Considering what they have been through, ex-battery hens don’t usually have too many health problems.
Battery hens are vaccinated against most of the serious poultry diseases that they could get and they don’t carry many worms since they cannot pick up the worm eggs in dirty litter having lived on a wire floor.
You will probably have an image of barely feathered ‘oven ready’ birds as we see in the media, but in fact many Ex-Bats do still have feathers. Feathers do regrow within 2 to 3 months though – so don’t let a bald bird put you off re-homing. Some say the bald hens are the better layers because they are putting all of their energy into egg production. This makes sense when you consider that hens normally stop laying when they moult (lose feathers) and regrow them again. Feathers are 80% protein after all and guess what most of your egg is made up of? Yep… protein!
When you first get your ex battery hens, there are a number of minor health problems that you may have to deal with. As your hens recover, there can be a small number of ongoing problems. There may be some losses in your flock but if you read through this article, hopefully, you will be well equipped to spot some of the common health problems sooner rather than later.
1Stress Chickens are creatures of habit and are nervous to change. Stress is a problem for chickens and can cause them to stop laying or in more serious cases, pick up diseases. Battery cages are said to increase stress and aggression levels in the birds. Removing them from this environment, the only environment that they know can be very stressful for them, even though to us, it seems that what we are doing for them is good. Remember the birds you take home will probably not have been in the same cage together so they will need to get used to one another and establish themselves as a flock again. Do not force your birds out of their house or run. It is best to let them find their feet gradually, starting off with the inside of the hen-house. Apple Cider Vinegar (the unrefined version as used for horses) diluted down in their water is very good for chickens and reduces stress.
2Osteoporosis Keeping battery hens in cramped and barren conditions isn’t without a serious cost to their health. Highly productive hens have a high demand for calcium in order to produce strong egg shells and combined with a lack of exercise, this can lead to a painful condition known as cage layer’s osteoporosis which increases the chance of breaking bones.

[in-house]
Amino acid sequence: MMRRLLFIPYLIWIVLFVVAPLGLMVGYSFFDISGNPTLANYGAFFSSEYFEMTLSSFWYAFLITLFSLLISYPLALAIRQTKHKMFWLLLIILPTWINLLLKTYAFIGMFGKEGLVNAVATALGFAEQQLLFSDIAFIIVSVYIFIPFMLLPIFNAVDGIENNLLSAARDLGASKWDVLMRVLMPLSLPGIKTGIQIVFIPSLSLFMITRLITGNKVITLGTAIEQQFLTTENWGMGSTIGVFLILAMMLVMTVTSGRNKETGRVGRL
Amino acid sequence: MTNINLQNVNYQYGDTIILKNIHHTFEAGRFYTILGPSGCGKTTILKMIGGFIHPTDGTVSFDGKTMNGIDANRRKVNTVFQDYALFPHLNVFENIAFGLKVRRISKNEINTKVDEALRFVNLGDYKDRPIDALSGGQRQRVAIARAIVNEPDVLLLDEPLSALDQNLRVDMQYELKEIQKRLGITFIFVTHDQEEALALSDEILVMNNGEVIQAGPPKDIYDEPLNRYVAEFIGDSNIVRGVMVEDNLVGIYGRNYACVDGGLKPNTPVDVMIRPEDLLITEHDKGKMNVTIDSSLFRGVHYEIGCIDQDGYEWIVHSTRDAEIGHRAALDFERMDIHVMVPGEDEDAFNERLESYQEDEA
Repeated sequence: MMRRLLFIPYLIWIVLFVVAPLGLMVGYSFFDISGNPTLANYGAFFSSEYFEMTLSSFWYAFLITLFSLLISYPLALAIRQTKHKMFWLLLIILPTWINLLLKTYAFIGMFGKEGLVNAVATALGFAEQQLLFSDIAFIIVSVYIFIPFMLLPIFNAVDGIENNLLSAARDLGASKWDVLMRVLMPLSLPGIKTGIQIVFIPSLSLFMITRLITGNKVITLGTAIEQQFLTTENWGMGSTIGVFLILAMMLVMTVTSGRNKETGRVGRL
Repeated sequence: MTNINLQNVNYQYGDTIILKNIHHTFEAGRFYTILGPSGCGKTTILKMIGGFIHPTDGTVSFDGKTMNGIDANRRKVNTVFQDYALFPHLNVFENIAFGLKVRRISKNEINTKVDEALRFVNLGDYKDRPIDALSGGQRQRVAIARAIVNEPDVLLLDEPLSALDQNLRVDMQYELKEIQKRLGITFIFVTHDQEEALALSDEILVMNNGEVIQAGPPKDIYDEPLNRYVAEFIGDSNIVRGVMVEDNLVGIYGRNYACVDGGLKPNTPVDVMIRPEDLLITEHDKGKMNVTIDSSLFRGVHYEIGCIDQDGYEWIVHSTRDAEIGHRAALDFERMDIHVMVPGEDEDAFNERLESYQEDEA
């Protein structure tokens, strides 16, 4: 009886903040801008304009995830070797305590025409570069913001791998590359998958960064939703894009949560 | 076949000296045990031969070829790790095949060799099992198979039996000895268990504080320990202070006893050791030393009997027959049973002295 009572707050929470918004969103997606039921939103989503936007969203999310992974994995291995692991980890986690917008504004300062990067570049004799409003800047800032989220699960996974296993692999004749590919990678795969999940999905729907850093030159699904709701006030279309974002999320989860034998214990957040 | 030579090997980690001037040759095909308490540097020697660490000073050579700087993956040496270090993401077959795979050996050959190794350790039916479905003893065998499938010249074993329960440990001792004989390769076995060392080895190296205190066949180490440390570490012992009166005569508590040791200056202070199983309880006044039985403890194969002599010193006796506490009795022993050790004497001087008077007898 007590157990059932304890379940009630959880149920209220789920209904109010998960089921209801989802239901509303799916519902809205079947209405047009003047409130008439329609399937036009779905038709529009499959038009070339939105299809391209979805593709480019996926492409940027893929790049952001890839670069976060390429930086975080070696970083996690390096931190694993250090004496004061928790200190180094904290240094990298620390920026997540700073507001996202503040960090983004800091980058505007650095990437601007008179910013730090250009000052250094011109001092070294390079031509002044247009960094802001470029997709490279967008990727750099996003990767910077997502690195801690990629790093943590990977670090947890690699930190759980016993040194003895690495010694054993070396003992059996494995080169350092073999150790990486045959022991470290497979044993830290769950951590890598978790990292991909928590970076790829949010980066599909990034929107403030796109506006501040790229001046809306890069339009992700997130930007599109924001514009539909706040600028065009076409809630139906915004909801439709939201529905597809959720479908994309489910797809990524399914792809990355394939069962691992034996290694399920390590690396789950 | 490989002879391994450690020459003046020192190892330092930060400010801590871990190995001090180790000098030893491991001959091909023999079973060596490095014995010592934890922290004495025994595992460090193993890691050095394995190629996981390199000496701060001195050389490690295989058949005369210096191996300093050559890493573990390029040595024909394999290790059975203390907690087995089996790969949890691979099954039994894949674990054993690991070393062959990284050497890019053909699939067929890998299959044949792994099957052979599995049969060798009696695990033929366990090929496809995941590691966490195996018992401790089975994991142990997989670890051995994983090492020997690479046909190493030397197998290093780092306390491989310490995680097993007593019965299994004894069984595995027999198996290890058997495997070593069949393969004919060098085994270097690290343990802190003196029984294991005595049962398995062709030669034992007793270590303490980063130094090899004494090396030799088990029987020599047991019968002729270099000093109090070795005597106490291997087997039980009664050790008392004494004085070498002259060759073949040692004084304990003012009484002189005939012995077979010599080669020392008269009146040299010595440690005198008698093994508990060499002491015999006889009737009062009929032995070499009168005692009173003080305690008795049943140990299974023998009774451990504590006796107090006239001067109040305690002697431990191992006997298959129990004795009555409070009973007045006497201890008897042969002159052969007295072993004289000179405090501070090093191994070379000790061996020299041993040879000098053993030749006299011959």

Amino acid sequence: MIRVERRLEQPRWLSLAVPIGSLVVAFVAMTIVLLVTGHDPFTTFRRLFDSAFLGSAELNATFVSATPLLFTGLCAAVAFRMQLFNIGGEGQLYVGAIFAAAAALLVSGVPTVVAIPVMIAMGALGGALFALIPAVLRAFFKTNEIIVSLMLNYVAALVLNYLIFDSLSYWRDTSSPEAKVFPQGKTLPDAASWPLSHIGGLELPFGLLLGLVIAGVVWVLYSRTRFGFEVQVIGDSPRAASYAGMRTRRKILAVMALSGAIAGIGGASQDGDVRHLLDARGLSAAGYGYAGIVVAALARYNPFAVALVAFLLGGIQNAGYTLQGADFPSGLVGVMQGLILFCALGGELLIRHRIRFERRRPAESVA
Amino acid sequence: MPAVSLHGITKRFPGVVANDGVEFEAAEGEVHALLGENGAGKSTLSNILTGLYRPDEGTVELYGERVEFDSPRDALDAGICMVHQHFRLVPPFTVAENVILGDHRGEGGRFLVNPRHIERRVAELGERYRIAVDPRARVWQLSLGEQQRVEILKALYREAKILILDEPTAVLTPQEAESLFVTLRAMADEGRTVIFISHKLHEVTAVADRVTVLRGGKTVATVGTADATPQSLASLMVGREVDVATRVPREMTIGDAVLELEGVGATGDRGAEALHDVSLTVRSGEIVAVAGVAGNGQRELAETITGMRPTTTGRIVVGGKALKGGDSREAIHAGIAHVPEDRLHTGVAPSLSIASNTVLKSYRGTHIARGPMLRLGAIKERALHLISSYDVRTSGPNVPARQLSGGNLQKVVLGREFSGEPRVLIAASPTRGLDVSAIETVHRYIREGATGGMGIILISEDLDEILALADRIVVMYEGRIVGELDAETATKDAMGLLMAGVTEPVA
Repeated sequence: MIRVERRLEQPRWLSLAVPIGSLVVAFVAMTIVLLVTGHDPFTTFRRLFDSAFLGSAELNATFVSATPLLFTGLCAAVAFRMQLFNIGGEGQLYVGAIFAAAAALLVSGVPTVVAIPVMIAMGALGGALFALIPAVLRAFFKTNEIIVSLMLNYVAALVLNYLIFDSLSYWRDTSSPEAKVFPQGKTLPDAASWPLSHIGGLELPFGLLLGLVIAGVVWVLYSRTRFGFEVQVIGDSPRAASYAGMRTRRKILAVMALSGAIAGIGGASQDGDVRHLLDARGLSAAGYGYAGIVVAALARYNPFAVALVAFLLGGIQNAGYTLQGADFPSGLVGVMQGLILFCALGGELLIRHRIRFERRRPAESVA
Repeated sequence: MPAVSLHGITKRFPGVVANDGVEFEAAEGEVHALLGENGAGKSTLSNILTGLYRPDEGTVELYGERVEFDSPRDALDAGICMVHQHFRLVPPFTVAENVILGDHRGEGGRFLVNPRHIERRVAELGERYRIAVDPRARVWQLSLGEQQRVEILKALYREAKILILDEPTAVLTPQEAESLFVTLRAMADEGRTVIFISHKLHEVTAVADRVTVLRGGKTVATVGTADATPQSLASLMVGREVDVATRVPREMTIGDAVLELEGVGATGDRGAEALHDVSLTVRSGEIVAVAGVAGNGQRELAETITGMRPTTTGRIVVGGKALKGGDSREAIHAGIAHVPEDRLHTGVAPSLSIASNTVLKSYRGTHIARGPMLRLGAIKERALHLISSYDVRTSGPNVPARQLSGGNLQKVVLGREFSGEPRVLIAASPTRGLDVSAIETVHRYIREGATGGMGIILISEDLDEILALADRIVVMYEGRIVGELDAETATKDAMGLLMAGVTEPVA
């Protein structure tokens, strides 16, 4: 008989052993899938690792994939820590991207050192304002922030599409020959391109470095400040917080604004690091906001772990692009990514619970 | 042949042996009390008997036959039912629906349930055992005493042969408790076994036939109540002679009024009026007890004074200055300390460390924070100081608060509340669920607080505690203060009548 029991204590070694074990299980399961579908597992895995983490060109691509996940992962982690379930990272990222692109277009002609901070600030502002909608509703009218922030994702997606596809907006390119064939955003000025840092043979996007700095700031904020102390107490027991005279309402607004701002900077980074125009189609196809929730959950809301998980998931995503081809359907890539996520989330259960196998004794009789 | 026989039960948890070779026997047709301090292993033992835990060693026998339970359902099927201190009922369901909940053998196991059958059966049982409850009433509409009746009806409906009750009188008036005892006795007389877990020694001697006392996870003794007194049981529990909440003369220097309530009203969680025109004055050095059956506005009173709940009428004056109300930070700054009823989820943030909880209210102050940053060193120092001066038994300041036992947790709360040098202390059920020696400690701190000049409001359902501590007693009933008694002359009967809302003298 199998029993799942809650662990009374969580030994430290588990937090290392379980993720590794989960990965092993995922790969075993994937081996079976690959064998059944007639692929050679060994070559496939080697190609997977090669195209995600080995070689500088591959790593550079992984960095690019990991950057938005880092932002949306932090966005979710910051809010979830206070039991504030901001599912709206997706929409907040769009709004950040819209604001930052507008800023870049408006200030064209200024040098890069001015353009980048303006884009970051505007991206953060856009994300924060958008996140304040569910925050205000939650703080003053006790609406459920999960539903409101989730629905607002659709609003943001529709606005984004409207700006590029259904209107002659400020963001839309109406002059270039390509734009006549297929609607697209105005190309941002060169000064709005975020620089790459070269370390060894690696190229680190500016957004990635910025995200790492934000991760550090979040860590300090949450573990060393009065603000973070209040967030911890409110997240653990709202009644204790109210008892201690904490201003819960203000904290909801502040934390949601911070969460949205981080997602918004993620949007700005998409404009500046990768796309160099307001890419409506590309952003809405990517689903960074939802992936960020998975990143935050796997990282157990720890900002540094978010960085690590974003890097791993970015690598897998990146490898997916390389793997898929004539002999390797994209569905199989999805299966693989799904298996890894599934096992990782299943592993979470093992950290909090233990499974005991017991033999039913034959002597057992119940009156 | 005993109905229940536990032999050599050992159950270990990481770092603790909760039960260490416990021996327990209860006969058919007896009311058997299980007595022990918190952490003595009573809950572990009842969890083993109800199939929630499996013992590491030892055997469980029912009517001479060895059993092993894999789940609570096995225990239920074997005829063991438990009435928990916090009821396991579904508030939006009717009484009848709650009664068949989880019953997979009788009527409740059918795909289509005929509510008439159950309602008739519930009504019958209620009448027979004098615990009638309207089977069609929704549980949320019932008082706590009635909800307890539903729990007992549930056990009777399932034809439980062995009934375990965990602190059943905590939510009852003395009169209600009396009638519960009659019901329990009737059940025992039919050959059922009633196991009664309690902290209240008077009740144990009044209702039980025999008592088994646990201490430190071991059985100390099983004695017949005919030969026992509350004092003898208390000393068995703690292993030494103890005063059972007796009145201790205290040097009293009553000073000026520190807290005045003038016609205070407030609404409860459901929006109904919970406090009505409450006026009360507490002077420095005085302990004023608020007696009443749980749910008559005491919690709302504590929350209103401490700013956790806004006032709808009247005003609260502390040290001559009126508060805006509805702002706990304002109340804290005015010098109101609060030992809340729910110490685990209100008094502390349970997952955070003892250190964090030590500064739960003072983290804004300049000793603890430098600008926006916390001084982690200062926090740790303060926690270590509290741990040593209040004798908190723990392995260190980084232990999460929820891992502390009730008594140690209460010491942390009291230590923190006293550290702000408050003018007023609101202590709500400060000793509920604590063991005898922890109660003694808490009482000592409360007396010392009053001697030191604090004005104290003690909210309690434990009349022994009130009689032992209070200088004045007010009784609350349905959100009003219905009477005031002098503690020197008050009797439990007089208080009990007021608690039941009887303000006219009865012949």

Care must be taken when handling Ex-Bats. They should not be given high perches until they have had some months to recover and start to exercise / increase calcium levels. Most ex-battery hens are very easy to catch and will not run off but if they are out of reach, it is important not to catch them by holding a leg because it is surprisingly easy to dislocate or break a leg.
3Overgrown Beak A chicken’s beak will grow, just like the nails on our own hands. Chickens that can free range will usually wear their beak down as it grows naturally but battery hens don’t have an opportunity to do this. Charities that rehome battery hens will usually trim their beaks before you get them but if they don’t have time to do this for you then you will need to do this yourself. You will need a pair of dog nail clippers to do this. Trim a little off at a time, taking care not to cut through the ‘quick’ a blood vessel that runs down the beak.
4No Eggs / Stopped Laying Hens living free range in the UK without additional lighting over the dark winter months will moult and stop laying over the shortest days of winter, starting again when daylight hours increase in the spring. This is perfectly natural and wild birds only lay in the spring. Battery hens have been bred specifically for producing large numbers of eggs so they will usually come into lay before pure breeds of poultry under natural conditions, however, like all chickens they will not normally lay during a moult. Chickens moult to replace their feathers usually once per year but battery hens have been kept under constant ‘mid summer’ lighting conditions to keep them laying. Once removed from their cages, they will take a little while to moult and regrow their feathers, they may stop laying whilst they replace their feathers.
5Strange Egg Shells Sometimes eggs can be soft, thin shelled or wrinkled. Eggs that are laid without a shell, are held just inside the membrane which is soft. This usually happens when hens are at the start or end of a laying cycle. Just about every strange egg condition is described in the Egg Problems section.
6Overgrown Nails: A chicken’s nails will grow, just like other animals and the nails on our own hands. Free range chickens don’t usually need their nails cutting because they are continually wearing their nails down in their environment but battery hens cannot do this living in a cage. Nails can be trimmed with a pair of dog nail clippers. Trim a little off at a time, taking care not to cut through the blood vessel that runs inside the nail. If you cut the blood vessel, it is hard to stop the bleeding. A styptic pencil can be used to stop this. Styptics are a specific type of antihemorrhagic agent that work by contracting tissue to seal injured blood vessels.
Don’t forget we have a ‘Poultry Diseases‘ section that covers these problems and a lot more to help you.
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